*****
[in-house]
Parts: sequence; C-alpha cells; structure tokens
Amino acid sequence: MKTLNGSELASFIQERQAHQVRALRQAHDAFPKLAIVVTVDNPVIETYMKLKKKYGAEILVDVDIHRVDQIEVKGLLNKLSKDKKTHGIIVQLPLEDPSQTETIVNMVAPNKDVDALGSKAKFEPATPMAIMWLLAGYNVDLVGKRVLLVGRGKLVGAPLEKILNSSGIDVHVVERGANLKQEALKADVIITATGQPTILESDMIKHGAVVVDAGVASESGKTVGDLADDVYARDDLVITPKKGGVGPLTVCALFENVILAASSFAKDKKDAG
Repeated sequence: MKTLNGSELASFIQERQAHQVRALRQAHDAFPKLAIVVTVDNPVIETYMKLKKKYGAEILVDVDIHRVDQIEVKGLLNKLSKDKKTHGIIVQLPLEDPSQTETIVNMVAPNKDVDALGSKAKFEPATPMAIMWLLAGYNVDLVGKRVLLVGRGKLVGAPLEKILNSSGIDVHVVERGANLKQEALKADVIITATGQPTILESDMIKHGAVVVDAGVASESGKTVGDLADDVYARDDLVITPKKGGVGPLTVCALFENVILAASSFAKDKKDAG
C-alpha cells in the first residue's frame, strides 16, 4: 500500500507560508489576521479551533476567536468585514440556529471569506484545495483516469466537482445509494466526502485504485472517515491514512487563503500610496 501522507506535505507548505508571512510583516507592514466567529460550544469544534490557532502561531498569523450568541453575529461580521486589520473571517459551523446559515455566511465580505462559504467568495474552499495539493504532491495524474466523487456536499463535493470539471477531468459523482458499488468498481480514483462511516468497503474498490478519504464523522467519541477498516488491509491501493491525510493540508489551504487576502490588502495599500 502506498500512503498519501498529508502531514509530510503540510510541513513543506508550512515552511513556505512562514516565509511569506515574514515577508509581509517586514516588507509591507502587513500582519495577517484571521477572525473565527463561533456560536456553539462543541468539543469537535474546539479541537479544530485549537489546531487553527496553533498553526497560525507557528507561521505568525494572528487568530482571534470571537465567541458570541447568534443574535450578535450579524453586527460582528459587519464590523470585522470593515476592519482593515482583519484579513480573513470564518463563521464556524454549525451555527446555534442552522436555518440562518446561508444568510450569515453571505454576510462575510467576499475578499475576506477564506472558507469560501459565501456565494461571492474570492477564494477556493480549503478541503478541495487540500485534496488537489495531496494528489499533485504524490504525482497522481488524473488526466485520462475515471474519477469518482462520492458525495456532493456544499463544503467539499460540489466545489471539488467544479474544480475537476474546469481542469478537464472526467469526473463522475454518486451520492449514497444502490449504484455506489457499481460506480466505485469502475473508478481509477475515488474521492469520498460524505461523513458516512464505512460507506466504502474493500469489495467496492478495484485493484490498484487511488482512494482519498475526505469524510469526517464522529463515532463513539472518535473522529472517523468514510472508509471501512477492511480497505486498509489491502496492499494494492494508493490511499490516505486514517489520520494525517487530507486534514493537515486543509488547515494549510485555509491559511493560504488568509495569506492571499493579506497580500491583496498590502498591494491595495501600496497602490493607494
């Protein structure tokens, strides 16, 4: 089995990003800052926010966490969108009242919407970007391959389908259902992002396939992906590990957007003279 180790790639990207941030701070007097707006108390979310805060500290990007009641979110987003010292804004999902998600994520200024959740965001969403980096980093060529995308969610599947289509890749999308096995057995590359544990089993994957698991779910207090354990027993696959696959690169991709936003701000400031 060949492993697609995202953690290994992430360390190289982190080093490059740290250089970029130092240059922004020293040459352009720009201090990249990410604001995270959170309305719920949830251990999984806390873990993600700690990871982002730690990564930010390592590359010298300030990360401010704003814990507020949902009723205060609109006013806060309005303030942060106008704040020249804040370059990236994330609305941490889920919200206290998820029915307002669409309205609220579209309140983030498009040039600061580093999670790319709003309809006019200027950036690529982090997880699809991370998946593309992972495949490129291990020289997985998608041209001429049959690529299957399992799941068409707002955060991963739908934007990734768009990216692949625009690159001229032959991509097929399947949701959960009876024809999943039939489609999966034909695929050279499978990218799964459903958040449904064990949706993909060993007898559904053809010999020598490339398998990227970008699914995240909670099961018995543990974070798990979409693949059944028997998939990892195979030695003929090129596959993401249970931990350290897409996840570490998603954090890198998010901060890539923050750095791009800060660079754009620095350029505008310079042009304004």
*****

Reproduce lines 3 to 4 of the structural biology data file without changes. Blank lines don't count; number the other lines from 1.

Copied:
Amino acid sequence: MKTLNGSELASFIQERQAHQVRALRQAHDAFPKLAIVVTVDNPVIETYMKLKKKYGAEILVDVDIHRVDQIEVKGLLNKLSKDKKTHGIIVQLPLEDPSQTETIVNMVAPNKDVDALGSKAKFEPATPMAIMWLLAGYNVDLVGKRVLLVGRGKLVGAPLEKILNSSGIDVHVVERGANLKQEALKADVIITATGQPTILESDMIKHGAVVVDAGVASESGKTVGDLADDVYARDDLVITPKKGGVGPLTVCALFENVILAASSFAKDKKDAG
Repeated sequence: MKTLNGSELASFIQERQAHQVRALRQAHDAFPKLAIVVTVDNPVIETYMKLKKKYGAEILVDVDIHRVDQIEVKGLLNKLSKDKKTHGIIVQLPLEDPSQTETIVNMVAPNKDVDALGSKAKFEPATPMAIMWLLAGYNVDLVGKRVLLVGRGKLVGAPLEKILNSSGIDVHVVERGANLKQEALKADVIITATGQPTILESDMIKHGAVVVDAGVASESGKTVGDLADDVYARDDLVITPKKGGVGPLTVCALFENVILAASSFAKDKKDAG